Area 51, a faked moon landing, the Loch Ness Monster, Bigfoot — everyone has a conspiracy theory. My theory is that purity rings are simply a way for Christian book and jewelry stores to make money.
Don't get me wrong, I'm not a free-loving, communist atheist (not that people don't have a right to be so if they chose). I just don't understand what wearing a ring has to do with someone's choice to practice abstinence.
Once some girls (and on occasion boys) reach fifth or sixth grade, their parents slap rings on their fingers. When starting middle school, most people don't know who they are or have any idea how they truly feel about sex.
And before publicly signing themselves up for a life of chastity, students should at least be allowed to understand and choose their own lifestyle.
Churches, on occasion, hold purity ring ceremonies after abstinence studies. If someone doesn't want a purity ring, for whatever reason, it won't look good. So, even if someone simply hates wearing rings, he or she will look trashy in the eyes of the church.
And students who may not agree with the study at the end, who don't want to look bad, have to accept a ring with everyone else to keep up appearances.
And what if someone wants to be abstinent, chooses to wear a purity ring and then somewhere down the road, for one reason or the other, makes a mistake and regrets it? Or what if the person simply decides to change that lifestyle choice?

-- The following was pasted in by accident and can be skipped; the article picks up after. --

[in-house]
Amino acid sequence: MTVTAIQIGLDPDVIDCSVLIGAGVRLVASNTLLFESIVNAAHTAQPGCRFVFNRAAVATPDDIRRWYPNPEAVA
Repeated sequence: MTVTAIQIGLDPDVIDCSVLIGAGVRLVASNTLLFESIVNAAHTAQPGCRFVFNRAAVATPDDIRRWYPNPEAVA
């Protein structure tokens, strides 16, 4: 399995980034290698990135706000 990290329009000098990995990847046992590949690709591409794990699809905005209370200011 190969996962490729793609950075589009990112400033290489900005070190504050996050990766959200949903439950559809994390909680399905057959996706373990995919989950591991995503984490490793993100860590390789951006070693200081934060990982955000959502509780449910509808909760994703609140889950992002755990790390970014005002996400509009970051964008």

If the person keeps the ring on, he or she is lying. But if it is taken off, other people will wonder why and find out what happened.
Yeah, that's the kind of awkward position I want to be in over a piece of jewelry.
Let me be clear, it's not what purity rings stand for that I find so abhorrent; I don't find remaining abstinent until marriage a repulsive concept by any means. The aspect of the rings that bothers me is how they're used by many of the people who wear them.
Parents want to control their children's sexual activity and somehow think a ring is the same as a chastity belt. Pastors and youth ministers at least are comforted by the fact that the students have visual reminders of abstinence vows. Wearers of purity rings use them as a way of proclaiming how holy they are and the importance of true love waits.
News flash: You're going to have sex if you want to, no matter what jewelry is on your finger. And, somehow magically, those who don't wear purity rings manage not to jump in bed with every single person on the street. It's about personal ethics, not fashion choices.
I'm sure there are people who wear and promote purity rings for respectable reasons, but most of the people I have encountered cannot provide clear, well-thought out logic for their accessory choice.
I know people with purity rings worth hundreds of dollars, who mainly wanted them because they were pretty.
Bible studies about sex suggest buying rings — which, to me, simply sounds like cross-promotion for Christian bookstores. I know the stores are only providing a product consumers demand, but who convinced teenagers driven to stay abstinent into believing they needed a ring in the first place?What does a purity ring do for the wearer except flaunt his or her sexual choices in other people's faces?
If someone is set on waiting until marriage to have sex, his or her actions will eventually inform surrounding people. Actions, after all, speak more loudly than words and definitely speak more loudly than shiny objects.
Hannah Rogers is the assistant news editor of The Reflector. She can be contacted at firstname.lastname@example.org.